A rent check for $1,000 to Cook Inlet Housing is a blessing.
“Oh, now I don’t have to stress for another 30 days.”
Protective of her baby (she didn’t know as of June 19, but had “that gut feeling that it’s a girl”), Kirsten stays home, working reduced hours for the construction company where she had been a receptionist.
“I’ve been trying to find part-time work. I’m pretty persistent,” she said. If that doesn’t work, “I’ll try to tough it out by other means.”
As for the check, “this’ll actually catch me up on my rent and everything.”
“Pay stubs look good,” Joseph Mongold told her.
“The last one doesn’t,” Valentina said.
Rent help means “a whole lot,” she said. “The little bit of money we have, we buy food, and cat food and cat litter.” She has a 15-year old daughter and 26-year-old son staying with her. She’ll be 60 in October.
“I don’t wanna be homeless,” she said.
She had her documents – ID, lease agreement, pay stub – in good order so there were no speed bumps en route to $1000 in rental help, along with word to call 2-1-1 if she needs a second round next month.
“Holy crap, I didn’t mean to cry,” she said. “Man, I wanna go back to work.”
Work is the Starbucks in baggage claim at Ted Stevens Anchorage International Airport, open from 5 a.m. to 5 p.m. in a normal summer, and Chyanne said, “a hotspot for a lot of employees.” That was the joy of her job – “I was the bartender, so to speak.” She heard people’s stories of husbands, boyfriends, children, wives, girlfriends, wonder and woe. She listened and got to know her customers.
Another blessing of her job was health insurance. At 35, Chyanne is a cancer survivor.
“I have to take a lot of medications,” she said. “One pill can cost up to $400 a month.”
Now she didn’t have to choose between rent and medication.
“Glad we could help,” Joseph said as Chyanne left. At a wish for good luck in going back to work, she turned and smiled.
“I’m the therapist.”
Deborah (she wanted to use only her first name) had waited tables at the airport for HMS Host. She came to her appointment well-prepared with a furlough letter, ID and a pay stub.
“We know they’re not coming this year,” she said of the tourist traffic that most summers keeps her airport tables full. “We hope to have them back next year.”
The pandemic upended part of what’s been a good situation for Deborah – she had a paying job, and a break on rent at $500 a month, taking care of a place for a family that spends most of its year abroad. Ordinarily, she’d visit children and grandchildren in Texas when her landlords returned to Alaska, but that arrangement was another casualty of the coronavirus.
“I can’t go anywhere,” she said.
But that doesn’t mean she can’t do anything.
“Does anybody need a mask?” she asked. She carried two bags full of masks she’d sown, many with Alaska themes. She’d decided that with time on her hands she’d do something practical, so made masks fortified with an inner sleeve to accommodate a filter.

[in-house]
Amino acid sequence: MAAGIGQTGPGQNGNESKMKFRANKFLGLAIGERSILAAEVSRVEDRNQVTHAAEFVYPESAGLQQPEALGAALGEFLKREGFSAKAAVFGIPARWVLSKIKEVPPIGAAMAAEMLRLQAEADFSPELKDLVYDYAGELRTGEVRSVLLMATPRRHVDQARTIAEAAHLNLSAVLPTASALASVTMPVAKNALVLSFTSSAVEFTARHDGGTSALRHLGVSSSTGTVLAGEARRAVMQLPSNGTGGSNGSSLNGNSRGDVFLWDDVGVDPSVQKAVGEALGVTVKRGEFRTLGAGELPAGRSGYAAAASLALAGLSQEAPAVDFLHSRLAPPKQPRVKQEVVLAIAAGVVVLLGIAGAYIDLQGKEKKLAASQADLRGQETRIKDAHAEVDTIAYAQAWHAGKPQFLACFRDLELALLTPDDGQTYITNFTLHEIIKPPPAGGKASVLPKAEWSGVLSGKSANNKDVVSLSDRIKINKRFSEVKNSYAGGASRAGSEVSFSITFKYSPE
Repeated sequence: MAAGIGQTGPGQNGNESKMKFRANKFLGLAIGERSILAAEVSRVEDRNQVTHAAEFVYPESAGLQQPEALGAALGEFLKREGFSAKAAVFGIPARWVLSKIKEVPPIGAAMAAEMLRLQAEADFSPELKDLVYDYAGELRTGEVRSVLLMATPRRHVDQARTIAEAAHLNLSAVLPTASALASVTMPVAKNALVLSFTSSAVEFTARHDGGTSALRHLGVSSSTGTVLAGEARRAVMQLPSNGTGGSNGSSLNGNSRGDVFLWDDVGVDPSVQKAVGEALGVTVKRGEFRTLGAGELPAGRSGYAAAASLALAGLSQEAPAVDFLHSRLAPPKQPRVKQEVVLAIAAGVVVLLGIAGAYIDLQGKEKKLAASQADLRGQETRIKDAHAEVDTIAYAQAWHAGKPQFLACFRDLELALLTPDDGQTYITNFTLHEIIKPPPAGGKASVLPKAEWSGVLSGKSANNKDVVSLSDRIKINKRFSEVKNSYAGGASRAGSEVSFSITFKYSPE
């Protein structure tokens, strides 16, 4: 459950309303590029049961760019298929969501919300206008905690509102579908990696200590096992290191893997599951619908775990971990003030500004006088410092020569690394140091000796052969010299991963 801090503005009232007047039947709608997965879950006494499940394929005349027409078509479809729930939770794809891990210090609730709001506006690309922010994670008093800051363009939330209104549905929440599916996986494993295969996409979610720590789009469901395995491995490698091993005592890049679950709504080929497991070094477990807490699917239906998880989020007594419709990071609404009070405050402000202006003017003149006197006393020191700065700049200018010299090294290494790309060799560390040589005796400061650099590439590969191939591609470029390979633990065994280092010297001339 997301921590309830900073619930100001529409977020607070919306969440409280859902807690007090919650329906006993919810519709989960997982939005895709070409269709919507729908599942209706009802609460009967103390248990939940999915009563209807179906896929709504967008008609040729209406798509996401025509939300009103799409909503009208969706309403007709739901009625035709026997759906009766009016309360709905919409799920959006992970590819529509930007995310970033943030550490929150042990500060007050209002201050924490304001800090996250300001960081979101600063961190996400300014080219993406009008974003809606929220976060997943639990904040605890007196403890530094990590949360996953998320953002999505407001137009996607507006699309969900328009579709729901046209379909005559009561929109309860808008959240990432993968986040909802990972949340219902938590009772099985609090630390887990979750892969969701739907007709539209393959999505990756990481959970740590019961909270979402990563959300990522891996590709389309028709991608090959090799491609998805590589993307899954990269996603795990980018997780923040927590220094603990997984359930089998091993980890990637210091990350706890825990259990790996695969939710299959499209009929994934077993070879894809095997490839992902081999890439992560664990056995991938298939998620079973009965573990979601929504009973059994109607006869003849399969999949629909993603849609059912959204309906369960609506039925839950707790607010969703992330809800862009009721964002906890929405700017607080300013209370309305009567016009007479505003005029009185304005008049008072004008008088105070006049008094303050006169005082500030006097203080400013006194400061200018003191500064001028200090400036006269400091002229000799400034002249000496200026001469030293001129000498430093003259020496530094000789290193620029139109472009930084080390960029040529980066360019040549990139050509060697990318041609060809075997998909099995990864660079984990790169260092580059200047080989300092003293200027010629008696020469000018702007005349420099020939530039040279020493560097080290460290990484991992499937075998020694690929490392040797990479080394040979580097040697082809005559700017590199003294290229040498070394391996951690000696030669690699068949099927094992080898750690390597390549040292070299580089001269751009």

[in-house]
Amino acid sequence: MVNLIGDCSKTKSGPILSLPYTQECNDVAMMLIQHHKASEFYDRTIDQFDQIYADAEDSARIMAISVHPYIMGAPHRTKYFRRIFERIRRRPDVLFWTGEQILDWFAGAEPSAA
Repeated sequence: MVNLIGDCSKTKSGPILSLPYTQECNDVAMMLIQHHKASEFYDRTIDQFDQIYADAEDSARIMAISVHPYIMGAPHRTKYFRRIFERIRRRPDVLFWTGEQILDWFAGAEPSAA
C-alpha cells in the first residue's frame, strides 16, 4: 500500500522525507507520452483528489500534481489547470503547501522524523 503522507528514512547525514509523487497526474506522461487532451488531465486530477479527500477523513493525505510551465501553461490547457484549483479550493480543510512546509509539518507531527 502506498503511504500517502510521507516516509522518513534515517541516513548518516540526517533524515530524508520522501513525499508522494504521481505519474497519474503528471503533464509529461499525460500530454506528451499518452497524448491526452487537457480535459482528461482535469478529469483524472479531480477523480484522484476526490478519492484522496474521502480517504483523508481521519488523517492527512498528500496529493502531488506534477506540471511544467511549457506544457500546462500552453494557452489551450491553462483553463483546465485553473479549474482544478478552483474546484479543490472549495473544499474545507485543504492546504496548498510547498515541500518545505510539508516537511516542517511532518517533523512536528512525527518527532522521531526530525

A 57-year-old woman (who preferred not to give her name) had a job as sales manager with a nationwide company booking vacation trips. When the 2020 cruise ship season crashed, so did her job.
So did her other job, a gig with the Census Bureau. She made a few trips to Alaska villages to encourage 2020 census participation before the pandemic ended the bureau’s off-road Alaska outreach.
“I don’t have any income,” she said. She appreciated the fact that the Municipality/United Way program wasn’t limited to families or couples, that it was open to anyone who had lost work due to COVID-19.
But she’d be happier to be working again. When Joseph Mongold advised her to call 2-1-1 if she needed help again next month, she whispered “Please not,” followed by “thank you.”
Mary and Aloysius Unok
Until the COVID-19 shutdown, Mary and Aloysius were doing all right. They’d moved to Anchorage from Kotlik seven years ago after Aloysius retired and began to receive Social Security.
Mary worked in food services at Alaska Native Medical Center when the pandemic cut her hours. “This will help, yeah,” Mary said of the $1000 check for rent. She echoed the surprise of many Alaskans caught in the coronavirus shutdown.
“I never thought we’d fall behind on our bills.”
“Before COVID-19, we got full time,” he said. Not now. Even with the reopening of AnchorRides service, he’s working reduced hours with reduced pay.
Ilaisa and his wife have five children, ranging in age from 9 to 21. He hasn’t applied for unemployment – “I didn’t apply for money.” He did apply for and has received food stamps for the kids. “I appreciate that,” he said.
$1000 in mortgage assistance will help keep his family housed as well as fed until he’s driving full time again.